Saturday, December 15, 2012

A Mylott in 19th Century Whitehall

Robert Millot, alternatively spelled  Mailot or  Maylotte and finally, Mylott can be found in the 1850 census of Whitehall, New York working as a farm laborer on the Rathburn farm on the outskirts of town. Exactly when he arrived from Québec, we do not know.  What attracted the young man to this town at the southern end of Lake Champlain? Looking around Whitehall today, it would be hard to tell.  What did Whitehall look like in 1850?  When Robert Millot came into Whitehall,  he found a town bursting with activity, jobs, commerce and crime but, at that time, only a few French Canadians.  For several decades the region was the farmland of New England descendants.  With the opening of the Champlain Canal, Whitehall quickly became the center of economic activity in the north county attracting many new immigrants because it offered many new opportunities.  It was so busy and bustling, it even became the center of a fictional story entitled Ship Fever Times.

Below are several stereoscopic views and a few panoramic scenes of Whitehall in the 19th century, helping us to imagine the Whitehall  Robert Millot saw when he arrived.

A viewer, typical of the ones used to view the images below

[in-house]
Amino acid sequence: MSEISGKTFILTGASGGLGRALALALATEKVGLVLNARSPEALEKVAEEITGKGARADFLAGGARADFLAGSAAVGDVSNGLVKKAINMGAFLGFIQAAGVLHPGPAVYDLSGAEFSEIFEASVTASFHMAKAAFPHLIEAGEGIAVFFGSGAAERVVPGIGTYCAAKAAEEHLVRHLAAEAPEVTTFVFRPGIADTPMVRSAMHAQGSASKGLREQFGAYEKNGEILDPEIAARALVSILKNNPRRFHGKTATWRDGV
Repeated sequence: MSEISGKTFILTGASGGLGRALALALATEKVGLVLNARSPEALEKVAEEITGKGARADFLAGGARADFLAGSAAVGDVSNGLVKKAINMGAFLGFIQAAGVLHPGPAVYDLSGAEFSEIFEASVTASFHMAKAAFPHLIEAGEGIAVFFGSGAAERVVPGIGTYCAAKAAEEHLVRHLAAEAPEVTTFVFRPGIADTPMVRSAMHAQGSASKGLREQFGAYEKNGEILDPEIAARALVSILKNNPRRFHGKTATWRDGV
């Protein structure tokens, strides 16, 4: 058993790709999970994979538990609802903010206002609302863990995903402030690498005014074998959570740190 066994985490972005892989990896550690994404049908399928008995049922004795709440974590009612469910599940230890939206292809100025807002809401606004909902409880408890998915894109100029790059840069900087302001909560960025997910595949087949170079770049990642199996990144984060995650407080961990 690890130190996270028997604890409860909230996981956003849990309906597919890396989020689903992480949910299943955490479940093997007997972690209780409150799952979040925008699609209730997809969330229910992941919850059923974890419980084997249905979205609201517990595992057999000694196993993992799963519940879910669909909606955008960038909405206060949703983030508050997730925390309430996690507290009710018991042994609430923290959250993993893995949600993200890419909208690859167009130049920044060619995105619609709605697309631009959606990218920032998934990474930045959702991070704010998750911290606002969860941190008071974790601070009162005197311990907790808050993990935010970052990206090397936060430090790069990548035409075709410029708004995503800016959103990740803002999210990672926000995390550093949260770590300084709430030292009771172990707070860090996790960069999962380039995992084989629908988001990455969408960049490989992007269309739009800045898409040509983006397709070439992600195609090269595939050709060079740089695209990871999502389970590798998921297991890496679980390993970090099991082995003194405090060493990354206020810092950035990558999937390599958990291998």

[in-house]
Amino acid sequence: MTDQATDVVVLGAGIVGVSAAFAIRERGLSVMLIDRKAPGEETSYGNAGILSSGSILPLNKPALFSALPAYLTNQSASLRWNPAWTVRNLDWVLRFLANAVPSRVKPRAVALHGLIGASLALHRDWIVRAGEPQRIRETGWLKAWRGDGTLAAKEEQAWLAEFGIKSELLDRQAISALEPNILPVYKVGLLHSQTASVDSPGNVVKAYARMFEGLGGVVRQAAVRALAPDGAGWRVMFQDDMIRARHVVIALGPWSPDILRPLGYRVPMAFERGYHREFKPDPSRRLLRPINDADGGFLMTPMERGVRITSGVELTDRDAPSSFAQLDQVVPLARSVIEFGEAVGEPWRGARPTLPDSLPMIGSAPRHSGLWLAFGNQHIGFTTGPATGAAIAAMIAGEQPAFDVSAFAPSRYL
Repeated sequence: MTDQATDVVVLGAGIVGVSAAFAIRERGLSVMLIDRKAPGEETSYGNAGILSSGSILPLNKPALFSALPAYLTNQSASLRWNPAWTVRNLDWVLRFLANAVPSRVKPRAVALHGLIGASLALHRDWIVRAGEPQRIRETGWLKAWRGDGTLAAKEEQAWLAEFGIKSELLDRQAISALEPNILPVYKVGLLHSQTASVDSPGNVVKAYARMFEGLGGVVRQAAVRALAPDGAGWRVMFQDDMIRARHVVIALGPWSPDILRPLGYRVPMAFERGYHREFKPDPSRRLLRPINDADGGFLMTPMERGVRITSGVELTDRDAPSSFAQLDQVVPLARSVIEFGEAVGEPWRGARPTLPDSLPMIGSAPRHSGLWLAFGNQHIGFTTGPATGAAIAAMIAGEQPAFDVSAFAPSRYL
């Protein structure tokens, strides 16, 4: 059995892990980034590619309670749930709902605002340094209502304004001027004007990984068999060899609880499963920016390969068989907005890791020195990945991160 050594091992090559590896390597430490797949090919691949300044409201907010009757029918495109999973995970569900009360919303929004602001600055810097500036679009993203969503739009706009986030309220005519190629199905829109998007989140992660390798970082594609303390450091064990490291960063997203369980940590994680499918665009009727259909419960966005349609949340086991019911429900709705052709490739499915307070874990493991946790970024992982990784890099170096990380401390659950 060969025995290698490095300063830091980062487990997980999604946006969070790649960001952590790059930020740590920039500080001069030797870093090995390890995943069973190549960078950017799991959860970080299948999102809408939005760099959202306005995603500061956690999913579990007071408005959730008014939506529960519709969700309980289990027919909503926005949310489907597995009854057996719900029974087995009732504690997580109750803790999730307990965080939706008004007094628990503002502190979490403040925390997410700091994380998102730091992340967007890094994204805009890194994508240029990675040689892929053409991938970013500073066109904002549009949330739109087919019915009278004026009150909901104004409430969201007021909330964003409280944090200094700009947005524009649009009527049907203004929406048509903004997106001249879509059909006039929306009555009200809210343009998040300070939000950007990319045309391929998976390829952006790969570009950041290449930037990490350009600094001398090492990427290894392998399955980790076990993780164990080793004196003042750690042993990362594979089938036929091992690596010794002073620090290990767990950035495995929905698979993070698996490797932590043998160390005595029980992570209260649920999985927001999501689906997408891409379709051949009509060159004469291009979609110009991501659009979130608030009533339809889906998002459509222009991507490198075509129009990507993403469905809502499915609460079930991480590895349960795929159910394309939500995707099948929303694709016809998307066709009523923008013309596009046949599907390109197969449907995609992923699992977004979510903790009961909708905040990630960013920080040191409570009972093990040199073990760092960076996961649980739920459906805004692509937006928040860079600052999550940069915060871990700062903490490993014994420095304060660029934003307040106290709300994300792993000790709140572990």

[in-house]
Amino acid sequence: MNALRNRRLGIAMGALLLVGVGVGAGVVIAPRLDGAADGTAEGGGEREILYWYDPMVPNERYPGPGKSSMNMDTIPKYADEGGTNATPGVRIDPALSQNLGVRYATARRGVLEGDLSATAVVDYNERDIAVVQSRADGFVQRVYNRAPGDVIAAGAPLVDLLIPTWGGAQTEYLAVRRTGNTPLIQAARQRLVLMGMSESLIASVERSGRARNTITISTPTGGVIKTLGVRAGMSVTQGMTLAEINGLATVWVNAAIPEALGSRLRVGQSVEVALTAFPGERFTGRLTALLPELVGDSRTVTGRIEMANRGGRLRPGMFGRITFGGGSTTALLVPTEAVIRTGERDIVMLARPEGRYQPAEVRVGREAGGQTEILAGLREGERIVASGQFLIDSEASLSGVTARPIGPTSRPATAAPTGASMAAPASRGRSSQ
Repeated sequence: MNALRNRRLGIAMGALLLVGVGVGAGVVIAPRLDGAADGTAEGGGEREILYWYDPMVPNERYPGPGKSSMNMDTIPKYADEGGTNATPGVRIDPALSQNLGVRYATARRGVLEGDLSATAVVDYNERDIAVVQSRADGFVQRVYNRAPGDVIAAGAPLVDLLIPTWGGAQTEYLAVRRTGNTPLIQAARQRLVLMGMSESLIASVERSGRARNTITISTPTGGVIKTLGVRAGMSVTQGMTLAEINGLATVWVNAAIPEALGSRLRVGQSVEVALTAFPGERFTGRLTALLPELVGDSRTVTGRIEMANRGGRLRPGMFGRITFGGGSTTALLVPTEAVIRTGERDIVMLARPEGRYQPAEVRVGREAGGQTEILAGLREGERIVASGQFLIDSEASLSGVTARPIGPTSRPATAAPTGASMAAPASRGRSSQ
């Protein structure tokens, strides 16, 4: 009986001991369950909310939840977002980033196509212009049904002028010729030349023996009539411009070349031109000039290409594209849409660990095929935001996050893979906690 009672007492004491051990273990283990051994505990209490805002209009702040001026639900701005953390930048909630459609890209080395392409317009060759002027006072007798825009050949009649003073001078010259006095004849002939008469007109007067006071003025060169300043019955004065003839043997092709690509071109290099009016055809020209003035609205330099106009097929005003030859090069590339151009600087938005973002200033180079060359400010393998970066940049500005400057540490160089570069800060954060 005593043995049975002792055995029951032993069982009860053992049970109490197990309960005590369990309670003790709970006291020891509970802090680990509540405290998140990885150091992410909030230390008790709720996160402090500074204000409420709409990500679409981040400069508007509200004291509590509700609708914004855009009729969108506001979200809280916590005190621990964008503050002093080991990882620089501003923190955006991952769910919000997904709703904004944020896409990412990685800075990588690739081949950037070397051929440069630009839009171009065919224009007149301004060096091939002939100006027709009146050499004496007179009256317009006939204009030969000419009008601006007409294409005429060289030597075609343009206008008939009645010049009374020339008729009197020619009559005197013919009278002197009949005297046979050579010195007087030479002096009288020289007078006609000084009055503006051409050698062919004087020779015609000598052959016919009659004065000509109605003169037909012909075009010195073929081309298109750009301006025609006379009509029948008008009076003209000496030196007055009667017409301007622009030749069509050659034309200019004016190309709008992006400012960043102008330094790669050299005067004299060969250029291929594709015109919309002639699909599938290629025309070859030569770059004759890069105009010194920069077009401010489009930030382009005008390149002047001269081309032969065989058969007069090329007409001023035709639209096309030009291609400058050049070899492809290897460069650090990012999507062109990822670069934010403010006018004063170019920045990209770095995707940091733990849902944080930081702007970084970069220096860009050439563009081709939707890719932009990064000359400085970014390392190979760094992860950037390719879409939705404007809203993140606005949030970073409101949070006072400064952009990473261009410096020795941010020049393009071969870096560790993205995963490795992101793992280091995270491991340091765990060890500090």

Sunday, December 2, 2012

Visit to Québec City circa 1949





Before the Eisenhower interstates were built, motor trips to Québec City from Cohoes took more than one day.  This trip recorded in the filmstrip below, sometime in 1949 or 1950, went through New Hampshire instead of along Route 9 and the Champlain Valley in New York to Montreal.  (there's more footage of that segment of the journey still to be posted).  Probably the family was more intent on making a religious pilgrimage to St Anne de Beaupré than visiting Montreal so the northeastern route through the White Mountains to St Anne was reasonable and more like a week long vacation.




video

Al Rivet probably held the Kodak camera, while his father Emile and stepmother Malvina Hamel enjoyed the cruise on the St Lawrence and the silhouette of the Hotel Frontenac, the tall dark building in the filmstrip.  The scene quickly changes form Quebec City to the Shrine of St Anne de Beaupré, the Scala Santa, the convent grounds and the busy parking lot!




















Years later as a child, I would accompany these adults on this pilgrimage many times and follow the tradition of ascending the stairs of Santa Scala on my knees while praying the rosary - in English.